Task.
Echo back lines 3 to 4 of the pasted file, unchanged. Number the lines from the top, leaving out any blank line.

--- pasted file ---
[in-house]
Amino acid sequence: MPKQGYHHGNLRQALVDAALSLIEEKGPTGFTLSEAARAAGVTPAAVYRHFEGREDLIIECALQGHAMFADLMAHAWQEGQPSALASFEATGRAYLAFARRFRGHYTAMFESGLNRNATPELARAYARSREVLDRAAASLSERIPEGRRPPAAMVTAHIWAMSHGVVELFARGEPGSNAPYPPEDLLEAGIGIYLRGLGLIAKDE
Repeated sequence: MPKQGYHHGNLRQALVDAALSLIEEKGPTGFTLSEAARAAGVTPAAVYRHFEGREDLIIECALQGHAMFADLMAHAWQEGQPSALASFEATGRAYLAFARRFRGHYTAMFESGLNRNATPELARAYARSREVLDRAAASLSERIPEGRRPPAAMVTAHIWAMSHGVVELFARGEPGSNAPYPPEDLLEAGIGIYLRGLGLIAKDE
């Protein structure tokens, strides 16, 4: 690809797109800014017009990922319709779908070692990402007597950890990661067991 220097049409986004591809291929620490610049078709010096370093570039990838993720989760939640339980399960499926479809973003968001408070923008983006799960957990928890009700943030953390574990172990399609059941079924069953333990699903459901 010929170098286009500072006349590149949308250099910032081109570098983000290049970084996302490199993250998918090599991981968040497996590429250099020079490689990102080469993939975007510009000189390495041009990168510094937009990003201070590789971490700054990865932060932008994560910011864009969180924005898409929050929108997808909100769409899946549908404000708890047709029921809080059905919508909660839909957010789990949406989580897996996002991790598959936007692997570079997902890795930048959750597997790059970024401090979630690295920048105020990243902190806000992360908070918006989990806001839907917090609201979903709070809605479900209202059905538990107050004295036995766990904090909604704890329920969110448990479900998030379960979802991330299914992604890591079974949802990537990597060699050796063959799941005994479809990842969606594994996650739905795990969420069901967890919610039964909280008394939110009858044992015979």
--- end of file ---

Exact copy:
Repeated sequence: MPKQGYHHGNLRQALVDAALSLIEEKGPTGFTLSEAARAAGVTPAAVYRHFEGREDLIIECALQGHAMFADLMAHAWQEGQPSALASFEATGRAYLAFARRFRGHYTAMFESGLNRNATPELARAYARSREVLDRAAASLSERIPEGRRPPAAMVTAHIWAMSHGVVELFARGEPGSNAPYPPEDLLEAGIGIYLRGLGLIAKDE
């Protein structure tokens, strides 16, 4: 690809797109800014017009990922319709779908070692990402007597950890990661067991 220097049409986004591809291929620490610049078709010096370093570039990838993720989760939640339980399960499926479809973003968001408070923008983006799960957990928890009700943030953390574990172990399609059941079924069953333990699903459901 010929170098286009500072006349590149949308250099910032081109570098983000290049970084996302490199993250998918090599991981968040497996590429250099020079490689990102080469993939975007510009000189390495041009990168510094937009990003201070590789971490700054990865932060932008994560910011864009969180924005898409929050929108997808909100769409899946549908404000708890047709029921809080059905919508909660839909957010789990949406989580897996996002991790598959936007692997570079997902890795930048959750597997790059970024401090979630690295920048105020990243902190806000992360908070918006989990806001839907917090609201979903709070809605479900209202059905538990107050004295036995766990904090909604704890329920969110448990479900998030379960979802991330299914992604890591079974949802990537990597060699050796063959799941005994479809990842969606594994996650739905795990969420069901967890919610039964909280008394939110009858044992015979």